Telephones, i.e. landlines, have a very limited frequency range therefore there may be some truth to this.
As a broad genalisation, good security must be place in from the start, attempting to retrofit security almost always fails.
The "WinTel" platform started from a stand alone, single process, single privileged user platform to one that is now networked, has had multiple users and multiple concurrent applications added with security tacked on top almost as an afterthought. I don't really consider these failures malicious, more a symptom of how the platforms (processors, chipsets and operating systems) evolved and what they evolved from.
Re: PIcking Holes In This Idea
In this case, and with pretty much anything else Hancock spews out, it is far quicker and easier to highlight parts that are not flaws.
Re: in fairness
I'm defending my Office2010 install against the hoards of IT support - it's the last version of Excel that doesn't do cutesty little fruit machine animations when it updates a cell FFS
Have you tried googling how to turn off Excel animations? There's a registry key that does the trick:
DWORD: DisableAnimations = 1
You may need to create the Graphics Key and you'll almost certainly need to create the DWORD value. Replace the 16.0 with 15.0 for Office/Excel 2013.
Re: Men In Sheds
A proper boffin - if ever there was a stereotypical one.
Clause 15 of the GDPR excludes data that is not stored in a specified structure (reading and re-reading this clause can give you a headache) however the general intent is that just because a document contains personal data does not necessarily mean that it is covered by the GDPR.
Logs are an interesting one as they are a historic record of fact. If you process the data with the intent of filtering by user then in some ways they are covered by the GDPR, however if the logs are not structured in a specifed way (this is where it gets fuzzy) then they are not.
It should be, however this is GDPR and if there aren't idiot consultants running around fleecing companies of their cash and telling them just how hard GDPR should be it, would, well, be sensible. These goits also insist that the "right to erasure" should mean that there is no record whatsoever of the data subject left anywhere and this includes a "delete list" in case of restore from a backup.
So, if you've got a few years of backups and someone requests that data is deleted do we have to go through all of the tapes... even more fun would be if its database backups.. restoring and then extracting the data from every tape would be a nightmare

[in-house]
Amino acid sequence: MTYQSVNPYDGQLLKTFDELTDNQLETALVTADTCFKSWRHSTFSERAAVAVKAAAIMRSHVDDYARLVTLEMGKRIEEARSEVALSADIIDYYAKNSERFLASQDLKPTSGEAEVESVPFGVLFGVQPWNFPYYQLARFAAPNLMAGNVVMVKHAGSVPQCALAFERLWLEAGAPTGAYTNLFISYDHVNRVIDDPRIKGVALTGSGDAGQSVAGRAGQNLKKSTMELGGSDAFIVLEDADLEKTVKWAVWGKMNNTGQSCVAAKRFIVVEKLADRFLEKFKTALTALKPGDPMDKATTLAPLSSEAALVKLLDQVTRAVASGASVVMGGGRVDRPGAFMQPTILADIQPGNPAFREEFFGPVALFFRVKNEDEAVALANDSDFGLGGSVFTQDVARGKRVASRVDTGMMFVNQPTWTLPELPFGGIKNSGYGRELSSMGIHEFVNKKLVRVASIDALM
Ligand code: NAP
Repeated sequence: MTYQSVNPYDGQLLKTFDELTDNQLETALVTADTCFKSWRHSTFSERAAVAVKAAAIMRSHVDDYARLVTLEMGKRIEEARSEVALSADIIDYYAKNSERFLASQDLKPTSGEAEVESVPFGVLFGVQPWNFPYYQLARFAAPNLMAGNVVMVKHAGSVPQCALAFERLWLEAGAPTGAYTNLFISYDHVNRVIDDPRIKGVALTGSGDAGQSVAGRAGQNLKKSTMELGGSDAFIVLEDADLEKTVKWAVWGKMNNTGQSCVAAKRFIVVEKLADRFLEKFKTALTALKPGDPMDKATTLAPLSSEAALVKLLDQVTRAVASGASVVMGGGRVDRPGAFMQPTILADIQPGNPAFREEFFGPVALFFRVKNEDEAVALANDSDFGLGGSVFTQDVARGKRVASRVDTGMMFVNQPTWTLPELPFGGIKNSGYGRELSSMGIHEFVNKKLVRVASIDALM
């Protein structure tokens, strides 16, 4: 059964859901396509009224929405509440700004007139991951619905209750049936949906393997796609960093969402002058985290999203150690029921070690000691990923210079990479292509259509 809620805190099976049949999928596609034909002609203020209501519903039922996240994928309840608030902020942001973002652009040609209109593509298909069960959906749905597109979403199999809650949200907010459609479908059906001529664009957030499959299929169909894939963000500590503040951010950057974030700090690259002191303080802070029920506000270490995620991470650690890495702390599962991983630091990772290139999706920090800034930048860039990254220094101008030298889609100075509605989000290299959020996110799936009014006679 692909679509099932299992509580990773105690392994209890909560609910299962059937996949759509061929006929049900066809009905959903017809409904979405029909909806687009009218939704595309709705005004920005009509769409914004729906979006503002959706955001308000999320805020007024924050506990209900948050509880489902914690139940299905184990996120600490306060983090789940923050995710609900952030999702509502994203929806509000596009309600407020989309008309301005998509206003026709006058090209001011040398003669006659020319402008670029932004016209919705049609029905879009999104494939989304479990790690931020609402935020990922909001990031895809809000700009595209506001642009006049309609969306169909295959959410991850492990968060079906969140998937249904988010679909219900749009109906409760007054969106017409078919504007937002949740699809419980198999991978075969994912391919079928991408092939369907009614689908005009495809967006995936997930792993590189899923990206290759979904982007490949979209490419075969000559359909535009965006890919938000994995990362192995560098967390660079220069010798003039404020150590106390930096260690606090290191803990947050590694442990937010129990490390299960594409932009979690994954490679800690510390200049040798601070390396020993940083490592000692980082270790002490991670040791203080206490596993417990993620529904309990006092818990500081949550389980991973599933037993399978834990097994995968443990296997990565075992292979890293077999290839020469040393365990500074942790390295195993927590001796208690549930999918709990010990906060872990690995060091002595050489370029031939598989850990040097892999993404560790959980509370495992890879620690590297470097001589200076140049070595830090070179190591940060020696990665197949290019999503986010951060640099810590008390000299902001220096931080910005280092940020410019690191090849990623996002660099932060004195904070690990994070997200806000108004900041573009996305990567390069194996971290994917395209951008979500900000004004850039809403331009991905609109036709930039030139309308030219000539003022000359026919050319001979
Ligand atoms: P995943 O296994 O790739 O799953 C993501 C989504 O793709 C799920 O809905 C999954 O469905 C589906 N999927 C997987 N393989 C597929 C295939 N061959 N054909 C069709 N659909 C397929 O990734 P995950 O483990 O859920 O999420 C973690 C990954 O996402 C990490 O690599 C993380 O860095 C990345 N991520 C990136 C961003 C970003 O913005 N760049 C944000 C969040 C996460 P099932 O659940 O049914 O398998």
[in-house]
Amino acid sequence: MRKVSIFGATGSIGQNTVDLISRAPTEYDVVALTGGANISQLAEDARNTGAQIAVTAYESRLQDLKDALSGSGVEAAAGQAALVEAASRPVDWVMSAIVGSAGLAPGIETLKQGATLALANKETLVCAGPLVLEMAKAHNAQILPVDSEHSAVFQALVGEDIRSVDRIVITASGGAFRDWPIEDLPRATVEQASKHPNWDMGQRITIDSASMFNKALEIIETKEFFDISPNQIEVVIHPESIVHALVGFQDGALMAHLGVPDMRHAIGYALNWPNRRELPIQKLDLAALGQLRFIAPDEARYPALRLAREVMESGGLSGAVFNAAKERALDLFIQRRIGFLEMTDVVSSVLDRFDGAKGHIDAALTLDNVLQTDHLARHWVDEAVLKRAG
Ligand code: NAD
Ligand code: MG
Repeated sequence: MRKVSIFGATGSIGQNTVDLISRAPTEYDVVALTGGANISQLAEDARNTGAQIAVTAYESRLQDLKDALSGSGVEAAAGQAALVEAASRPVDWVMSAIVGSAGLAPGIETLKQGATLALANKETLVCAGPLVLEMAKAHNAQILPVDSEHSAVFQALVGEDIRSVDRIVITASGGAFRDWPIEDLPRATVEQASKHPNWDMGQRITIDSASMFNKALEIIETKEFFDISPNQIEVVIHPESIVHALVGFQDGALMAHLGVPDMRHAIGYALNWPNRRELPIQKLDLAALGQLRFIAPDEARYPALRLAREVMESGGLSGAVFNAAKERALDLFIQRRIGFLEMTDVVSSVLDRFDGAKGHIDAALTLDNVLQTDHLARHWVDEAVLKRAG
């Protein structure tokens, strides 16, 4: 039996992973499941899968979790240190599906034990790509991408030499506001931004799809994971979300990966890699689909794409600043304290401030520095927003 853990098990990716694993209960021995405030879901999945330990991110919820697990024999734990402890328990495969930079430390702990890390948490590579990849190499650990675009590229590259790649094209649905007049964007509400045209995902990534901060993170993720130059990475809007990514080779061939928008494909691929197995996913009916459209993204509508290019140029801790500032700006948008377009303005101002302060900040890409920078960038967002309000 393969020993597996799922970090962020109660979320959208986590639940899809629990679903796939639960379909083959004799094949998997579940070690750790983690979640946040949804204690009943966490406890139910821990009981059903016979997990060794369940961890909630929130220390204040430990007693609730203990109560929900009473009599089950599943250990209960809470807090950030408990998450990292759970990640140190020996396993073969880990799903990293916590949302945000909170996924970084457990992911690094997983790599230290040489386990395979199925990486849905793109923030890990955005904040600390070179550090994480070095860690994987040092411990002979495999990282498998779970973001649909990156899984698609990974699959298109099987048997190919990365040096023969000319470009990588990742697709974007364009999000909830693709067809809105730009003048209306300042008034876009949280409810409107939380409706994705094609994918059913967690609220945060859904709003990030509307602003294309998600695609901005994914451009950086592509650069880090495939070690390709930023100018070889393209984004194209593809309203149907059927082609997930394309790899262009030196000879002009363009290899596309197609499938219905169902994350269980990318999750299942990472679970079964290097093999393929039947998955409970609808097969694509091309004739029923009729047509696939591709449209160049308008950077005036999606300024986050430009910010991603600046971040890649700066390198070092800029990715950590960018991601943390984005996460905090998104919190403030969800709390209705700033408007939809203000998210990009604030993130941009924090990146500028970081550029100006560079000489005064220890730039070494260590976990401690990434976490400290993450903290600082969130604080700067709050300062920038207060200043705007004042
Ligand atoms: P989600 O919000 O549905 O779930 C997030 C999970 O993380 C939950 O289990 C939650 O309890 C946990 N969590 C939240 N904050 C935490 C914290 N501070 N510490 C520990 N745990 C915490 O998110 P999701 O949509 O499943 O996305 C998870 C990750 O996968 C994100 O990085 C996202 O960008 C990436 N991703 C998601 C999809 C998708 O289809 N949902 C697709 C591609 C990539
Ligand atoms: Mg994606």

You will find that many "people" are still hopelessly confused by the unfeasiiblity of removing data from backups. Technically, it is possible, as in restore every backup to a machine environment capable of understanding the data structures (both in database and application terms including all business logic) and then removing the offending data and then rebacking up the data. Vaguely feasible for a single record, however muiltiply this by multiple indepedent executions and many backups and likely changing application environments over time and it rapidly becomes impractical. While there have been some clever-ish work arounds relying on each data row being encrypted independently and therefore all you have to do is to forget the key to lose access to the data, this then relies in separate backup schemes for backing up these therefore it just moves the issue - along with making standard data access impractical.
Re: ITs job but not IT's problem
It was a joy for me to attend a presentation on GDPR by someone at Irwin Mitchell and hear that the IT Manager (me) can't be in overall charge of GDPR :D
That's a typical example of the level of stupid and incompetence that is flying around in the data protection space.
The real situation is that the role of DPO should not be given automatically to the IT Manager - it typically was in the old DPA scheme. The role of the DPO should be given to an individual who has a thorough understanding of how the organisation works and (and this is really important) has a thorough understanding of data protection. If this happens to be the IT Manager, then this is fine. If another individual is more suited then this is fine as well. One very important point is that the DPO must not be involved in the day-to-day processing of the dataset. Unfortunately this is where terminology stupidity comes in, because technically just storing the data, or facililating the storage of the data, means that an IT Manager is often seen as a processor of the data.